For someone who has spent more than 20 years creating popular Minneapolis eateries including Café Barbette, Bryant-Lake Bowl and Red Stag Supper Club—all people-packed environments--it might be surprising to learn St. Louis Park resident Kim Bartmann counts as one of her all-time favorite jobs a stint as a parking lot attendant, tucked into a solitary booth, while attending the University of Minnesota.     

Another interesting career fact: When she first started in the restaurant business as a cook in the early 1980s (“I would never say I was a chef”), she disliked the job so much, she vowed she’d never work in a kitchen again.      

Bartmann, originally from Wisconsin, is now one of the Twin Cities’ top restaurateurs, with approximately 300 employees representing “a broad perspective of personalities and ages,” she says; and although she’s not working in the kitchens of her restaurants, she is perpetually active behind the scenes, especially now as she preps for the launch of the Tiny Diner, her newest venture located in South Minneapolis’s Powderhorn Park neighborhood.    

In addition to what Bartmann calls “classic diner food, re-imagined for more contemporary palates,” Tiny Diner is also reimagining a more energy-efficient restaurant model. The site will be home to two buildings—the diner itself, less than 2,000 square feet, and the adjacent dedicated solar structure, complete with 22 kilowatts of solar panels in 1,800 square feet of space, surrounded by gardens designed by the Permaculture Research Institute–Cold Climate. (A sister garden in the Longfellow neighborhood provides produce for Bartmann’s restaurants).    

“Kim’s vision for the Tiny Diner extends far beyond any typical green-washed trend to build a ‘sustainable’ restaurant,” says Koby Jeschkeit-Hagen of the Permaculture Research Institute and urban farm manager and community outreach coordinator for  the Tiny Diner. “The holistic, physical and social designs delve into the idea that our true wealth—biodiversity—appreciates if invested in; this includes soil, plants and people.”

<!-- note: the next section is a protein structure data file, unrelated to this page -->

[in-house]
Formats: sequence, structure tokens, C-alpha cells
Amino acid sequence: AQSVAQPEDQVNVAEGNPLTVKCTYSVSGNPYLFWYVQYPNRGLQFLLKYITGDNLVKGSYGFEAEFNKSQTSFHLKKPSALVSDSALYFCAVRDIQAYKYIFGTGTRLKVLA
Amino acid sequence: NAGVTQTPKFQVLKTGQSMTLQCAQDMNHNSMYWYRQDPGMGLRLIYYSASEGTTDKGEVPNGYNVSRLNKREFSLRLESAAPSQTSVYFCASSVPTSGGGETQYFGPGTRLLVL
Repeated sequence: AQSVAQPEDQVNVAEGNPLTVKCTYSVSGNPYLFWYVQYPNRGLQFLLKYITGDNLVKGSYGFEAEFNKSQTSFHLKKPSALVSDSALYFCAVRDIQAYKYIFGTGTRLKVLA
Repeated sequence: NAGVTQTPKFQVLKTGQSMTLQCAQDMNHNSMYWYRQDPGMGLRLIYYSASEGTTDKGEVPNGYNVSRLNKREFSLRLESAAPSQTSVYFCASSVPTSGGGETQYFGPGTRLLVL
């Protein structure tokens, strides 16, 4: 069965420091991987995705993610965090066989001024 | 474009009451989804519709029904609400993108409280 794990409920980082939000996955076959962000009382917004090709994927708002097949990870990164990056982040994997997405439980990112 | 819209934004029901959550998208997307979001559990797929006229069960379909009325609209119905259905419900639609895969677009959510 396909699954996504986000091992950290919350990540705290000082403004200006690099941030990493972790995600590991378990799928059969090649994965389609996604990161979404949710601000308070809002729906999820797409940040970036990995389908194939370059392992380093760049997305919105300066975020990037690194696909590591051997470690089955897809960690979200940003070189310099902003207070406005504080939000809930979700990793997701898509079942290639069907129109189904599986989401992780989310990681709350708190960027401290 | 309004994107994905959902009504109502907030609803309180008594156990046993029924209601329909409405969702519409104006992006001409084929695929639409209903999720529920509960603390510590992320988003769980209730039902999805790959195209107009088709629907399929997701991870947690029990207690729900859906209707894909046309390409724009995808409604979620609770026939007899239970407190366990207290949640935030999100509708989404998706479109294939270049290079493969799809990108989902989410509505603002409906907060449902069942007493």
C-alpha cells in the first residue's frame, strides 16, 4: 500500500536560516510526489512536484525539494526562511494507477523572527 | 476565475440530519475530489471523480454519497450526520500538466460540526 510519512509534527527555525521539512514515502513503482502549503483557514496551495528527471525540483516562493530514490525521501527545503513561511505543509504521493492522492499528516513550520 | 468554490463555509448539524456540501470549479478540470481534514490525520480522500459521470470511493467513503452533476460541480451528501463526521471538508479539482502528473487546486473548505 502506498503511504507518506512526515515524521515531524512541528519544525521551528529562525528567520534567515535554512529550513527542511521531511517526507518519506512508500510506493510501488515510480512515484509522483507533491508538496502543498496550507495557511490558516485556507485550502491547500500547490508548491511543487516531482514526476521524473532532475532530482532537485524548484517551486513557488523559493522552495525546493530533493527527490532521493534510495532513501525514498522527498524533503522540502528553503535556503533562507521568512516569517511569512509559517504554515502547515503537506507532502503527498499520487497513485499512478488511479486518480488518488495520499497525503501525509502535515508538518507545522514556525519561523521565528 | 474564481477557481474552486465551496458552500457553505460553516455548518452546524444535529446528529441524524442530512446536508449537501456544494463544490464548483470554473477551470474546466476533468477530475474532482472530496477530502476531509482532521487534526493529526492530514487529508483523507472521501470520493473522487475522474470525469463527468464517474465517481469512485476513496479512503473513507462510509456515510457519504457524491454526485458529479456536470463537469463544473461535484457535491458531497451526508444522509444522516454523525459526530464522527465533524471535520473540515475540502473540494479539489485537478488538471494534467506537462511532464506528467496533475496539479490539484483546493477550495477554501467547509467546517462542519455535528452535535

The Tiny Diner will also include an educational component; plans call for classes to be offered on of urban agriculture at the demonstration gardens.     

Bartmann’s passion for sustainability is also evident at Red Stag, which opened in 2007 as the first LEED-certified restaurant in Minnesota, and Bread & Pickle at Lake Harriet, which opened in 2011 and is committed to recycling and composting.   

“We’re very proud of the fact that we figured out how not to serve plastic bottles,” says Bartmann, adding that the locally sourced food stand’s stainless steel water bottles have become a popular item with tourists. “We have what I’ve called a ‘mom program.’ We have had college kid employees who go back to school, so their moms have taken their place through the fall,” Bartmann says.   

Bartmann’s own family is an integral part of the business. Her sister Kari is part of the management team at Bryant-Lake Bowl and among other talents, is “an expert at fixing the 1956 pin-setter,” says Bartmann. Pat’s Tap is named for their mom, who is depicted on the restaurant menu, along with words of wisdom, such as “a few French fries dragged through mayonnaise won’t kill you.”     

While all of Bartmann’s restaurants are in Minneapolis, she says she loves living in St. Louis Park for many reasons (“I think the curbside composting program is amazing,” she says) and is a big fan of the Greenway trail. Although she has no plans to follow through on the idea now, Bartmann says she has spotted a place along the trail she thinks might be well-suited for a restaurant. 

The Tiny Diner 
1024 E. 38th St., Mpls.
tinydiner.com    

Kim Bartmann’s It List

Restaurant Favorites:
-The cheeseburger at Pat’s Tap, which she says “I fantasized about serving for two years” before it made the menu.

-Breakfast prepared for her by Gladys, a longtime cook at Bryant-Lake Bowl. “She knows her way around an egg,” Bartmann says. 

-Favorite hash browns: a tie between Pat’s Tap and Red Stag.

Celebrity Connections:
-“My favorite person to ever come to Barbette was Bea Arthur,” says Bartmann of the Maude star.

-Twin Cities native Josh Hartnett is a regular at the restaurants.

-Bryant-Lake Bowl was the site of the Fargo wrap party. “Frances McDormand called to make the arrangements, but most of us didn’t know who she was,” says Bartmann, who thinks it’s an interesting coincidence the next movie the Coen brothers made after Fargo was The Big Lebowski, about a bowler (known as “the dude”).